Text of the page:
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 The followup to the original Moto G holds a lot in common with its predecessor, though in this case, that’s not a bad thing in the slightest. For just $180, Motorola’s Moto G (2nd Gen.) offers its users very impressive specifications, a high-end build and an incredible software experience. For those who think the ZenFone 2 is too big, the Moto G (2nd Gen.) is the next best device. It has a 5.0-inch LCD display with 1280 x 720 resolution, making the device very easy to hold in the hand. Although it doesn’t feel as premium as the ZenFone 2 in terms of build quality, a few features stand out that make this a very well-rounded device.

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Since the overall size of the chassis is much smaller, the power button on the Moto G is much easier to reach than the one on our first pick. Additionally, the front-facing speakers on this device are much louder and clearer than the ZenFone 2’s single rear-facing speaker. Unfortunately, the Moto G isn’t nearly as fast as the Zenfone 2, but it’s still more than capable of handling everyday tasks. The power-efficient quad-core Snapdragon 400 processor clocked at 1.2GHz is enough for basic tasks, but the 1GB of RAM makes the Moto G feel sluggish at times. Luckily, the near-vanilla build of Android helps manage RAM usage pretty well, but it still can be a problem when opening more than a few apps at once. The jump from 1 to 2 GB of RAM is a major one, at least right now, and that’s where I think the Zenfone 2 really has an edge over the Moto G.

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The Moto G also comes with just 8GB of internal storage, though you have the option to add an extra 64GB via the microSD card slot. Also present on this device is an 8MP rear-facing camera and a 2MP front camera, which is nothing to get excited about. The phone also has a non-removable 2070mAh battery, which should be able to get most light users through the day on a single charge.

When purchasing a Motorola device, one thing is for certain – you’ll likely receive timely updates for two full years. Motorola has been very good about updating its devices as of late, and the Moto G (2nd Gen.) is no exception. The phone comes with a near-vanilla build of Android with a few of Motorola’s software enhancements on top. Most Motorola phones feature a great software experience, so we think you’ll be pretty happy with this offering if you’re looking for a simple, functional software experience.

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There is a Moto G variant that supports 4G LTE connectivity, though it will run you more than $200. The model we’re looking at today only supports speeds up to HSPA+, so keep that in mind before you choose this device over the 4G-capable ZenFone 2.

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#3 – Xiaomi Redmi 2

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Announced January 2015, one of the latest products from Xiaomi continues to surprise us when it comes to specs, build quality and software experience. The Redmi 2 is a great option for folks who want to experience Xiaomi’s MIUI while still maintaining a tight budget. There are two models available, the first of which featuring 1GB of RAM and 8GB of internal storage. While the attractive $150 price point may entice you, we’d wager to say that the higher-end Redmi 2 Pro is more worth your time. Featuring 2GB of RAM and 16GB of internal storage, the Redmi 2 Pro costs around $20 more than the Redmi 2 proper, which may be a good option for those who don’t mind spending a little closer to $200.

Today, though, we’re looking at the $150 Redmi 2, which is surprisingly solid and very comfortable in the hand. It has a 4.7-inch 720p LCD display, with quality coming really close to that of the Moto G and viewing angles being just as good or slightly better than those on the Zenfone 2. The rear-facing speaker on the Redmi 2 seems to be louder than the speakers on both the ZenFone 2 and Moto G, although the Moto G still has the least amount of audio distortion overall.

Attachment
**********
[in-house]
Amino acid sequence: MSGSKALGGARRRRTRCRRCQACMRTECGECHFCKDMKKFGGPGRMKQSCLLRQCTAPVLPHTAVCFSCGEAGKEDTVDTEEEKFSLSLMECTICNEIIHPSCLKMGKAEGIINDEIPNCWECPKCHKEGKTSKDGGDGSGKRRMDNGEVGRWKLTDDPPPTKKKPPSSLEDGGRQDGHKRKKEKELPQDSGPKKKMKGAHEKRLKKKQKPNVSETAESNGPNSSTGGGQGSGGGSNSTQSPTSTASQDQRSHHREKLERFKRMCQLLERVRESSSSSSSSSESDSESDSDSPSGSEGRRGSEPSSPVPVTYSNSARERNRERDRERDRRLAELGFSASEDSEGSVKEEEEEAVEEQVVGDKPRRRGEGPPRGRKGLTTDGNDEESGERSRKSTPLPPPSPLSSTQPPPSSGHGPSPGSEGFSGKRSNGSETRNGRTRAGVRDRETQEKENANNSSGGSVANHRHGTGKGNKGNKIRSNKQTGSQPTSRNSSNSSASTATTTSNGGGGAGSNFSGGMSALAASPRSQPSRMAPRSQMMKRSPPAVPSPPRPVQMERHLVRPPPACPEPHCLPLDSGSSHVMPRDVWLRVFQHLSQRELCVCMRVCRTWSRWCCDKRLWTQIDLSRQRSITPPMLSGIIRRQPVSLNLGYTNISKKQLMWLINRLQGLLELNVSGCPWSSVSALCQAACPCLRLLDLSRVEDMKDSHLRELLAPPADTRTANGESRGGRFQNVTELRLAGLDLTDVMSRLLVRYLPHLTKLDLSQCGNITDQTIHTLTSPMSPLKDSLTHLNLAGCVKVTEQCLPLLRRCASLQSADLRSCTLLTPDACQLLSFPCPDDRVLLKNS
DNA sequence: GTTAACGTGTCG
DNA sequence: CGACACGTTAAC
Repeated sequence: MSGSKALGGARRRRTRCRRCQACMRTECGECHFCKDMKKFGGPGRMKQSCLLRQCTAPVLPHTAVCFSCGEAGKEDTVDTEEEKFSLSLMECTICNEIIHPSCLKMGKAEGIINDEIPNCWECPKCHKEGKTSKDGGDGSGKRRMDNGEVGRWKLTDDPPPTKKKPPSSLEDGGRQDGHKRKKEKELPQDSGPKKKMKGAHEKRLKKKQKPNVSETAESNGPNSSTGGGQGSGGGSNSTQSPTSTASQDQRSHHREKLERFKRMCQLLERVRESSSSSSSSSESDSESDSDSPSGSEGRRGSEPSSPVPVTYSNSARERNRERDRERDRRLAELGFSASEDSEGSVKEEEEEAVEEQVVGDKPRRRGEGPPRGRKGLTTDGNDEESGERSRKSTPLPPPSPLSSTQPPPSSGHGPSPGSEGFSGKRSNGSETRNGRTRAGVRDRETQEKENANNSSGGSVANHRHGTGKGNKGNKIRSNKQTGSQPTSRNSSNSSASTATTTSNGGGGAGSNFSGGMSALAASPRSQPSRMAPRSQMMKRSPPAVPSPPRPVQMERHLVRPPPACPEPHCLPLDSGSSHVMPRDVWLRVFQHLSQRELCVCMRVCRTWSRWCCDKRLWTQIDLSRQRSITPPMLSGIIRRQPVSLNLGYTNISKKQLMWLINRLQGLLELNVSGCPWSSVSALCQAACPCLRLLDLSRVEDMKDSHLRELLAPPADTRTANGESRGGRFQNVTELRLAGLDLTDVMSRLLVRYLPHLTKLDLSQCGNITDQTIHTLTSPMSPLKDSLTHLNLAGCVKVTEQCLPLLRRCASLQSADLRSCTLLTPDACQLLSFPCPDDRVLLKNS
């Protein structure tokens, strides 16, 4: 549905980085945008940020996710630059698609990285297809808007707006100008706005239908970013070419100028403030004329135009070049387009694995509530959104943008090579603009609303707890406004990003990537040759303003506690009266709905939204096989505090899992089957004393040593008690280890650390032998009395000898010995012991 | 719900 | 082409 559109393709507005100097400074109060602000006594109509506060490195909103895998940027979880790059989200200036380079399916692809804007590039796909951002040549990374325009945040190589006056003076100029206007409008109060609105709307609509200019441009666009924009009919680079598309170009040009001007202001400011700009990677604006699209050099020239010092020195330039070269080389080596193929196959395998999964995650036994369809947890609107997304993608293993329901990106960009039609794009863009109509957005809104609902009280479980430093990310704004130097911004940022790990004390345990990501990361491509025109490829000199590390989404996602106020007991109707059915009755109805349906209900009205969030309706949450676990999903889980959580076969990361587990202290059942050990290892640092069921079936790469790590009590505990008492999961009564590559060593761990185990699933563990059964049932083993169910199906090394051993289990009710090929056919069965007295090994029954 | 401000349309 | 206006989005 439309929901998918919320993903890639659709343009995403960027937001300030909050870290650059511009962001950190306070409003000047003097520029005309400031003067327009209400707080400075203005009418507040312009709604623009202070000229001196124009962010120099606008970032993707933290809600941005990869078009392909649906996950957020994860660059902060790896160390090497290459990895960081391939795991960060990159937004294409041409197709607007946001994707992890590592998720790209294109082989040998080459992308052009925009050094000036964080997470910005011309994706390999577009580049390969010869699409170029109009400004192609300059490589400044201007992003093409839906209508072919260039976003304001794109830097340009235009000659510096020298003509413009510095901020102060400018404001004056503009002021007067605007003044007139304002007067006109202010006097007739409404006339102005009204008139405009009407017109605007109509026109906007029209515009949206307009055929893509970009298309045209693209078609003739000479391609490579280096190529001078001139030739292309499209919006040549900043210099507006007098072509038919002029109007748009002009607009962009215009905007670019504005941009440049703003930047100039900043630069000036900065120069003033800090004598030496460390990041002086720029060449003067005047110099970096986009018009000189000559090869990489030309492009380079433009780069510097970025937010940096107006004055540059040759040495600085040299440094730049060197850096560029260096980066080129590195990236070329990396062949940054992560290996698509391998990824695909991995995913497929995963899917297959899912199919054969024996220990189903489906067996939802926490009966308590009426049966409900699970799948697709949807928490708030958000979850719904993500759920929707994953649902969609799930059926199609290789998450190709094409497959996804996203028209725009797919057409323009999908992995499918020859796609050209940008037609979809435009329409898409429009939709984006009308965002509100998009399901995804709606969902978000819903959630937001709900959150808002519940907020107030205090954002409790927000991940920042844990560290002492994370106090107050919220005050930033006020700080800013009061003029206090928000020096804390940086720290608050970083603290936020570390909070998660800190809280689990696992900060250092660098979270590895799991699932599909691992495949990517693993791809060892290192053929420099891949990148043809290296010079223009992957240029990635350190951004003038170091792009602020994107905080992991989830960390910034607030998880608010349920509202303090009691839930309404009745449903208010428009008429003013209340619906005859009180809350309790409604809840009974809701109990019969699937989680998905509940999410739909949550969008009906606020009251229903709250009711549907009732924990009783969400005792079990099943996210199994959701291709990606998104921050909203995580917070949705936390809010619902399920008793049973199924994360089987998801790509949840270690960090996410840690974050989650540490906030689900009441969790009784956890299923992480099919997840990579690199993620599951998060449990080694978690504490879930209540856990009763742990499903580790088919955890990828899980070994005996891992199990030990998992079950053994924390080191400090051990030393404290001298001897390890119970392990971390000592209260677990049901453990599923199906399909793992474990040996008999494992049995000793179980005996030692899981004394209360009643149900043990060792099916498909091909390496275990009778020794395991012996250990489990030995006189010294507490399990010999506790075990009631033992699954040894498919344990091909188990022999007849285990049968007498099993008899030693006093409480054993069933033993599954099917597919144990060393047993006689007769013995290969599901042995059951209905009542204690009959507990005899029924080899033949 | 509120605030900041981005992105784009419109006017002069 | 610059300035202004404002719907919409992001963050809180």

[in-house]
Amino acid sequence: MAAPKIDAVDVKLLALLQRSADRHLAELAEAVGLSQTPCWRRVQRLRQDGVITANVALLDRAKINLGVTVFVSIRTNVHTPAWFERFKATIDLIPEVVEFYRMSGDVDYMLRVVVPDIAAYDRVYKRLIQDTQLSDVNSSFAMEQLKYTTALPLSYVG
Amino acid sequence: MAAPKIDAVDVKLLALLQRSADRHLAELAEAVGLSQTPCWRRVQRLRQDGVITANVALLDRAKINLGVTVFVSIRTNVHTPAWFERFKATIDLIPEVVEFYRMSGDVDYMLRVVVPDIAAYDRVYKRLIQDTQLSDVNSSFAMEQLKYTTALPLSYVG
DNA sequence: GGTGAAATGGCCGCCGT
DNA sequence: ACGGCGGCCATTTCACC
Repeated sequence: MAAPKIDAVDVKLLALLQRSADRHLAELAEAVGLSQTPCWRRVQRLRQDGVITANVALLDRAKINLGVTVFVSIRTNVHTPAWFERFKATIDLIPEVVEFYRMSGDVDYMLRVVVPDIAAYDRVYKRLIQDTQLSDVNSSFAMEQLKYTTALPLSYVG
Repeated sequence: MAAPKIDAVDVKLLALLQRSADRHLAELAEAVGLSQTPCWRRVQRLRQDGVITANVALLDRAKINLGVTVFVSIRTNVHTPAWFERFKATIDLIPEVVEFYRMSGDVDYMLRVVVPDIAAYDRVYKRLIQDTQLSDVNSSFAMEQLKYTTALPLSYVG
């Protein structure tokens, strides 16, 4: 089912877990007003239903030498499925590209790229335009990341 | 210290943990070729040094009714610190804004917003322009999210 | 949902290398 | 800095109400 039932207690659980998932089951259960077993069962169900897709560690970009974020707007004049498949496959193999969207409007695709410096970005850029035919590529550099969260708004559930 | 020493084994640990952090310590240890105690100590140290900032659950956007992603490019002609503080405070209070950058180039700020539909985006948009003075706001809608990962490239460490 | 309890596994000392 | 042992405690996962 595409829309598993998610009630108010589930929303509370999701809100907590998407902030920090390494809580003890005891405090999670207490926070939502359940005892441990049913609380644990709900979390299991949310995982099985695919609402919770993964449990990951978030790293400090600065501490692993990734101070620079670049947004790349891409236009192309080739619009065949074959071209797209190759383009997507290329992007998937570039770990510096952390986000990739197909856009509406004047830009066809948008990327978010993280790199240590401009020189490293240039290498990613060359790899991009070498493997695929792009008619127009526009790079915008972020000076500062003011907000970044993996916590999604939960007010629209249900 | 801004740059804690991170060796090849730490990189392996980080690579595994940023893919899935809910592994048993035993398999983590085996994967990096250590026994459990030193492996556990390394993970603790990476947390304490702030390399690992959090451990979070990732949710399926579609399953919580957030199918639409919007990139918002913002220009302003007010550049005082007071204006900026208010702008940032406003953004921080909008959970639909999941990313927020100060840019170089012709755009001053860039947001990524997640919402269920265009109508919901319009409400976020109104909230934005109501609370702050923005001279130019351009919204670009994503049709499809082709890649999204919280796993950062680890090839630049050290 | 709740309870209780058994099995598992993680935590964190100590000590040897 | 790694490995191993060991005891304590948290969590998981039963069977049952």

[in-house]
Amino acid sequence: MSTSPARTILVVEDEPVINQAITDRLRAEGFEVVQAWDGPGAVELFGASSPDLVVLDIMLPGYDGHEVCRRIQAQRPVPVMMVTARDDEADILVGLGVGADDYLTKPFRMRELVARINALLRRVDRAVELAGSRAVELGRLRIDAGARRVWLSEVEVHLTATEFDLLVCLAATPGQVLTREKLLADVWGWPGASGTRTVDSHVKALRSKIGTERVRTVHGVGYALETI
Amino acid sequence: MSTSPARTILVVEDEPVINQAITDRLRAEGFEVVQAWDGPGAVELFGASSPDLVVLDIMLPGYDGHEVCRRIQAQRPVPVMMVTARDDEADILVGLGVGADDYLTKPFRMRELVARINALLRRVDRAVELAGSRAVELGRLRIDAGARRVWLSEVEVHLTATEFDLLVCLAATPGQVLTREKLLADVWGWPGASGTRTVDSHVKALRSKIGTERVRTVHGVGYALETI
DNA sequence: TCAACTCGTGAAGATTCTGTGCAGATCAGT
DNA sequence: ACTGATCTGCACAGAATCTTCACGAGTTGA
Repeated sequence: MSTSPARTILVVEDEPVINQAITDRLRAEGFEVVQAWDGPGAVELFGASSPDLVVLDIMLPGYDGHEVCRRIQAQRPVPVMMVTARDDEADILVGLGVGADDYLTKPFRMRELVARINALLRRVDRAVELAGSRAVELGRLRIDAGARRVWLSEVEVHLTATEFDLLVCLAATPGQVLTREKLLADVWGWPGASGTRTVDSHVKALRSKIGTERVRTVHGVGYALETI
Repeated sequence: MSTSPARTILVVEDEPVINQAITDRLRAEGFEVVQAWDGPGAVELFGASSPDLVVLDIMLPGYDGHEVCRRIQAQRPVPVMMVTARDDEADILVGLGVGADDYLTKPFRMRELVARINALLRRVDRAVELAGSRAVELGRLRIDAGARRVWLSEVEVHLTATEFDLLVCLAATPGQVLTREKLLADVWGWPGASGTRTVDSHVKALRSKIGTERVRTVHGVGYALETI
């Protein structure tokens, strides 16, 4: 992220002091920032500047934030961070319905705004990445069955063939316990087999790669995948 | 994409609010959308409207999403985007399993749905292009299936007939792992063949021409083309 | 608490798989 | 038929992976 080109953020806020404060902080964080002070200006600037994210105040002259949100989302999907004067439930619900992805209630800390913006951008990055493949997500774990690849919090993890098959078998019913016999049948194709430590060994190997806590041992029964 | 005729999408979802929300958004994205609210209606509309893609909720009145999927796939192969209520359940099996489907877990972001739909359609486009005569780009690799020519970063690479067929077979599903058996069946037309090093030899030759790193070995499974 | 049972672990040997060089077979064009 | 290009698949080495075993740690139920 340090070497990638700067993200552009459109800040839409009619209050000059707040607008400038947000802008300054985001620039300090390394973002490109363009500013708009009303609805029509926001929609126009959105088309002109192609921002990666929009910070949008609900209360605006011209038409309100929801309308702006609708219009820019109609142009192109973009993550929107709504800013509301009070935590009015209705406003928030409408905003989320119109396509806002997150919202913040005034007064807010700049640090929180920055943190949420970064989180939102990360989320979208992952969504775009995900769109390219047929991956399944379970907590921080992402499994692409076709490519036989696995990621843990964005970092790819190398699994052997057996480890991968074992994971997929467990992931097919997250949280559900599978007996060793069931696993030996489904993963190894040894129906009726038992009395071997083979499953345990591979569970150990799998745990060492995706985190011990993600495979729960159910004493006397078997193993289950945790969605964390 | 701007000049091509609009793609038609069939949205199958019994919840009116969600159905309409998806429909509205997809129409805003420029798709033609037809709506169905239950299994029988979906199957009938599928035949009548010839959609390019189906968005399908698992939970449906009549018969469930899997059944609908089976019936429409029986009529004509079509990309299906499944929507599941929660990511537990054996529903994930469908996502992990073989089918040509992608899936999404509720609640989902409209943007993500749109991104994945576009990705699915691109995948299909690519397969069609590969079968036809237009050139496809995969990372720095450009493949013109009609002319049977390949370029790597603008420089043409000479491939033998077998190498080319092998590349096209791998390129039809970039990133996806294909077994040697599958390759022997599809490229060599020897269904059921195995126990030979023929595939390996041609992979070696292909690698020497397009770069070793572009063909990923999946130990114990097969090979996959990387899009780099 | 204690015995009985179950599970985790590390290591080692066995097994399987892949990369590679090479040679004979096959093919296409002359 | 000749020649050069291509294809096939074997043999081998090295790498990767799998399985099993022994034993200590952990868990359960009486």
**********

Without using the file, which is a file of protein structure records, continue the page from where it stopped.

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On the performance front, the Redmi 2 is just about as fast as (if not faster than) the Moto G, though both devices are still a tad slower than the ZenFone 2. Both the base and pro models of the Redmi 2 have quad-core 1.2GHz Snapdragon 410 processors, which are still perfectly capable CPUs. The Pro model should be faster and much better with multitasking, however, since it has 2GB of RAM compared to the 1GB found on the base model.

You’ll get 8GB of internal storage with the Redmi 2 (16GB with the Pro model) with expandable memory up to 64GB, though MIUI doesn’t allow applications to be moved or installed on the microSD card. This is both a positive and a negative for the end user. On one hand, installing apps externally can free up a ton of space on your device. But much of the time, apps installed on the microSD card can act up, which is obviously something that should be avoided. The Redmi 2’s 8MP rear camera is overall pretty good. Featuring a higher dynamic range than on the ZenFone 2, the Xiaomi offering produces much more noise in low-light environments. It also has a removable 2200mAh battery that should get most users through a full day on a single charge with roughly three hours of screen-on time.The

The Redmi 2’s 8MP rear camera is overall pretty good. Featuring a higher dynamic range than on the ZenFone 2, the Xiaomi offering produces much more noise in low-light environments. It also has a removable 2200mAh battery that should get most users through a full day on a single charge with roughly three hours of screen-on time.

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The Redmi 2 runs Xiaomi’s MIUI V6 atop Android 4.4 KitKat, which will likely turn some users off from this device. MIUI is a pretty heavy Android skin, and it has been criticized for taking some inspiration from a certain fruity tech company, but the experience is truly unique and different compared to vanilla Android. Xiaomi releases occasional updates for the Redmi 2, and if you flash the developer ROM, you can even receive an update every Friday. The company is pretty optimistic with its release timelines, so hopefully we’ll get to see Android 5.0 Lollipop make its way to the device in the coming months. The ZenFone 2 and Moto G are likely to receive Android updates much faster than the Redmi 2, so keep that in mind if quick updates are important to you.